Climate talk ends in Durban, fails on ‘real deal’
A UNITED Nations (UN) climate conference reached a hard-fought agreement yesterday on a far-reaching programme meant to set a new course for the global fight against climate change.
The 194-party conference agreed to start negotiations on a new accord that would ensure that countries would be legally bound to carry out any pledges they make. It would take effect by 2020 at the latest.
However, the deal does not explicitly compel any nation to take on emissions targets, although most emerging economies have volunteered to curb the growth of their emissions.
Currently, only industrial countries have legally binding emissions targets under the 1997 Kyoto Protocol. Those commitments expire next year, but they will be extended for at least another five years under the accord adopted yesterday – a key demand by developing countries seeking to preserve the only existing treaty regulating carbon emissions.
“The grim news is that the blockers led by the United States (U.S.) have succeeded in inserting a vital get-out clause that could easily prevent the next big climate deal being legally binding. If that loophole is exploited it could be a disaster. And the deal is due to be implemented ‘from 2020’ leaving almost no room for increasing the depth of carbon cuts in this decade when scientists say we need emissions to peak,” said Kumi Naidoo, Greenpeace International Executive Director.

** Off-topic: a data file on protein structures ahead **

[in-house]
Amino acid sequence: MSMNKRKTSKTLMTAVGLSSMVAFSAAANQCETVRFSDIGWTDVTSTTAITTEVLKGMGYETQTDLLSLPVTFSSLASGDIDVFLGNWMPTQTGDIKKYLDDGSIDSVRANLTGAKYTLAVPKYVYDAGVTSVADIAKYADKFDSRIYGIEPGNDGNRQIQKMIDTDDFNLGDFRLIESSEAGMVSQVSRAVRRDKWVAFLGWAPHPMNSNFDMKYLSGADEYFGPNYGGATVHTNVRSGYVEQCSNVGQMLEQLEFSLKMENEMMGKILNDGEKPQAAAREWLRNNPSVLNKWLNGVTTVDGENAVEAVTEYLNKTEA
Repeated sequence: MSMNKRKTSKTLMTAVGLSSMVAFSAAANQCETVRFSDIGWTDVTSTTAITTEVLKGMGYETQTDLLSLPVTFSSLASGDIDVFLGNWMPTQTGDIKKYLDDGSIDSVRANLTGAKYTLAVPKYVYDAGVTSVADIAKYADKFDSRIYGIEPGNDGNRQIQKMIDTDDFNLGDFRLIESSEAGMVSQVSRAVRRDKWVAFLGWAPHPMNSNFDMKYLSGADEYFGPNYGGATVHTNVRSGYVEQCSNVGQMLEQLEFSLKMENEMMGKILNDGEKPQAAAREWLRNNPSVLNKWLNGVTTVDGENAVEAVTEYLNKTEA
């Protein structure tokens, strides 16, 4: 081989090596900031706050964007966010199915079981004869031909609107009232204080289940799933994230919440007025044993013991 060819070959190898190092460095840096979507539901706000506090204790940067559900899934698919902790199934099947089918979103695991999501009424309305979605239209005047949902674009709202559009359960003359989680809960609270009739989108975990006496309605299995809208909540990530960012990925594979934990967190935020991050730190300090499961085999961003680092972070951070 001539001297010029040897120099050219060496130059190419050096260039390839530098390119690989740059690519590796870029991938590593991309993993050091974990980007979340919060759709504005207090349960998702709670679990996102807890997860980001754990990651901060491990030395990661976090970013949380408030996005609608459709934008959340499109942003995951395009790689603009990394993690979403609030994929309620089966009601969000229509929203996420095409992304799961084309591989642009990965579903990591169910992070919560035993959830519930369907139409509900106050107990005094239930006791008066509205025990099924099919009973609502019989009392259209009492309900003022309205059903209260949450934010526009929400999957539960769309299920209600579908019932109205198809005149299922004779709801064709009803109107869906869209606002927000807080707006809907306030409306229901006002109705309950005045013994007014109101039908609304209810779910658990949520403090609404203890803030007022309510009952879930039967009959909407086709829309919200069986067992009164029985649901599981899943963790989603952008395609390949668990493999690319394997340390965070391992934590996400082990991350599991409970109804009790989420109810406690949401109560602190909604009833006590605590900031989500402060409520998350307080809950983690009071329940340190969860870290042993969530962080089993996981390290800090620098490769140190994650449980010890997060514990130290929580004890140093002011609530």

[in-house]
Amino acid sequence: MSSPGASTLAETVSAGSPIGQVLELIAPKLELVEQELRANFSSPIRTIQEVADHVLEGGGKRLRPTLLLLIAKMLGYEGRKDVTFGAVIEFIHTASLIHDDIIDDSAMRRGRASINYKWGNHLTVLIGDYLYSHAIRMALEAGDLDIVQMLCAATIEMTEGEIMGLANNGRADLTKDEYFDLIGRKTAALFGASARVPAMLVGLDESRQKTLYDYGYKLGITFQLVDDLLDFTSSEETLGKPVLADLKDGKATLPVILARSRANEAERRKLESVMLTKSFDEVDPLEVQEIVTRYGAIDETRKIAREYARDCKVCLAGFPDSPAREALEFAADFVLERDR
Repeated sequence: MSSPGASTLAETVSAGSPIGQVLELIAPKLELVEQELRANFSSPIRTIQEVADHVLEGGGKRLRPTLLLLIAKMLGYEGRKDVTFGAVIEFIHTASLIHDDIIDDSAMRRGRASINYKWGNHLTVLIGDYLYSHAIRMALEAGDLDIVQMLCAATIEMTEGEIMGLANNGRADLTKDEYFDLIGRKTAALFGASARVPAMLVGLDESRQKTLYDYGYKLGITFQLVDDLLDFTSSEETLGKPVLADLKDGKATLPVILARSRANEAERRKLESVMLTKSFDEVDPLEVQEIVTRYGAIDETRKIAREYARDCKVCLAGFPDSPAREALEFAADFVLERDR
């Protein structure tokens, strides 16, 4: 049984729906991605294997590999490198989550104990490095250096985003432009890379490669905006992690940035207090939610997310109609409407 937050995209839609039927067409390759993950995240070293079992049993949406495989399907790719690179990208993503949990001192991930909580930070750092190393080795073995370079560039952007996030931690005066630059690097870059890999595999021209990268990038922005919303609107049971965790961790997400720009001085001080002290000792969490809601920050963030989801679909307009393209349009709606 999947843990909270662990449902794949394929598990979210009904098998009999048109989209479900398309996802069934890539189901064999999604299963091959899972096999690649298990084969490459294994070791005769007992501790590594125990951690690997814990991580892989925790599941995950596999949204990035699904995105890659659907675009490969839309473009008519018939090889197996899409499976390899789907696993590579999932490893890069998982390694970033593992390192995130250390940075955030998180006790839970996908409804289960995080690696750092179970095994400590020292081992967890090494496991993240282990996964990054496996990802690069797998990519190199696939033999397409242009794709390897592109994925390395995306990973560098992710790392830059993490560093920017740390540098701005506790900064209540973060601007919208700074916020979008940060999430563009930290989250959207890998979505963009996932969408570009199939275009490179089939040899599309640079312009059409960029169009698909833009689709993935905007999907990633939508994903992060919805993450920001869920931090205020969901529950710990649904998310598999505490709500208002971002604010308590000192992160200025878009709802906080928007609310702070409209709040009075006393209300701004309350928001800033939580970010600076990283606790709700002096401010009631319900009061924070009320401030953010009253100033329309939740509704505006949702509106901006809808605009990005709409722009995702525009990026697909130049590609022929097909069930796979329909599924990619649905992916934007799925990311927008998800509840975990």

Naidoo added: “Right now, the global climate regime amounts to nothing more than a voluntary deal that’s put off for a decade. This could take us over the two degree threshold where we pass from danger to potential catastrophe.
“Our atmosphere has been loaded with a carbon debt and the bill, carrying a Durban postmark, has been posted to the world’s poorest countries especially here in Africa.”
The chance of averting catastrophic climate change is slipping through our hands with every passing year that nations fail to agree on a rescue plan for the planet.
“The type of deal that has been reached has been strongly influenced by the blockers led by the U.S.,” said Ferrial Adam, Climate and Energy Campaigner for Greenpeace Africa.
Author of this article: By Kamal Tayo Oropo, with agency report